Theory predicts that fish should assort in shoals on the basis of similar phenotypic traits to minimize predation risk and to maximize foraging efficiency. A single phenotypic character, body size, was considered and the hypothesis tested that free-ranging fish shoals are size-assorted. Furthermore, a second test investigated whether fish within multi-species shoals are more strongly size-assorted with conspecifics than with heterospecifics. Twelve fish shoals, each comprising two different species (golden shiner Notemigonus crysoleucas, and banded killifish Fundulus diaphanus) were caught in the littoral zone of a north temperate lake using a beach seine. Shoal membership size ranged from 36 to 776 fish, and mean standard body length of members ranged from 18 to 34 mm. Fish were assorted by body size at two different levels, namely, between shoals and at the level of species within shoals. Body sizes of shiners and killifish within shoals were significantly different in seven out of 12 shoals, with killifish being the larger species in five cases and shiners being the larger one in two cases. Because there is considerable overlap in body size between the two species in the population, the observed species-related size-assortativeness within shoals was not just the by-product of a directional size difference (between species) in the population. These findings provide strong quantitative evidence for size-sorting in free-ranging fish shoals and raise questions concerning the formation of multi-species fish shoals.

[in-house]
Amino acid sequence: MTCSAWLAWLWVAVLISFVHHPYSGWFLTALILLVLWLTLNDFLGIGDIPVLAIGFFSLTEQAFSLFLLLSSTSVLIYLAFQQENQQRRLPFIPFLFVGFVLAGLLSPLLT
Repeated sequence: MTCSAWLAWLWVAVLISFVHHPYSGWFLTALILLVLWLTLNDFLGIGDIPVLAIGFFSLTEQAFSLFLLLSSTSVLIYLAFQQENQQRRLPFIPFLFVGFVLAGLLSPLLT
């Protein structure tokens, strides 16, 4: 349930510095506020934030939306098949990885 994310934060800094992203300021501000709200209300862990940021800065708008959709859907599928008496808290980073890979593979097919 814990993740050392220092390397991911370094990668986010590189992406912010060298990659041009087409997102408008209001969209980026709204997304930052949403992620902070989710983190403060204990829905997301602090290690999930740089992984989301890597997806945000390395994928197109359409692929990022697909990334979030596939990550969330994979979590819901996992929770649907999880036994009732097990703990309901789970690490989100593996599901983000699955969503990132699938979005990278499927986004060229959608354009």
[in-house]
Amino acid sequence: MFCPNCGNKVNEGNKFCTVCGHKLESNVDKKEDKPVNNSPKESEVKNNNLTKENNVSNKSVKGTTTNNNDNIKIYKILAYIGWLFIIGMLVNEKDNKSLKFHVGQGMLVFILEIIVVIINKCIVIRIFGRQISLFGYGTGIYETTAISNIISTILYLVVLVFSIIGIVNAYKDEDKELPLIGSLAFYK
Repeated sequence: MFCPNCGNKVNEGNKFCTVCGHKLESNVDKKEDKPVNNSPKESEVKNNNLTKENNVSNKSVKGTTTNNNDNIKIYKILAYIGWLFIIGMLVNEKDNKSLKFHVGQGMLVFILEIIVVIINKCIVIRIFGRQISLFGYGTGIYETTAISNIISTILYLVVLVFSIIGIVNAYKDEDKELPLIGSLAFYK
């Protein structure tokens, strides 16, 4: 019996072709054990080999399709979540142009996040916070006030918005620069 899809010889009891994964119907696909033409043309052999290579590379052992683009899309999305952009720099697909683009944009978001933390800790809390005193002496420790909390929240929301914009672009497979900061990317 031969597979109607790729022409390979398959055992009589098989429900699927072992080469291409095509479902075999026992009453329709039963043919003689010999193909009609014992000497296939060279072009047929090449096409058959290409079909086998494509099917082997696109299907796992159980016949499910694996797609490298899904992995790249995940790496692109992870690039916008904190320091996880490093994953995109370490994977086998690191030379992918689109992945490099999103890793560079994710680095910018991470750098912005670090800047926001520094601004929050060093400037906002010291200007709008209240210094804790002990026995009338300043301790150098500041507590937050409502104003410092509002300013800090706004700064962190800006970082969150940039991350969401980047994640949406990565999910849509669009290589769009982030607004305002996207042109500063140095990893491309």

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Keywords Fundulus diaphanus, multi-species groups, Notemigonus crysoleucas, shoaling behaviour, size-assortativeness
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Journal Journal of Fish Biology
Krause, J., Godin, J.-G.J, & Brown, D. (1996). Size-assortativeness in multi-species fish shoals. Journal of Fish Biology, 49(2), 221–225. doi:10.1006/jfbi.1996.0149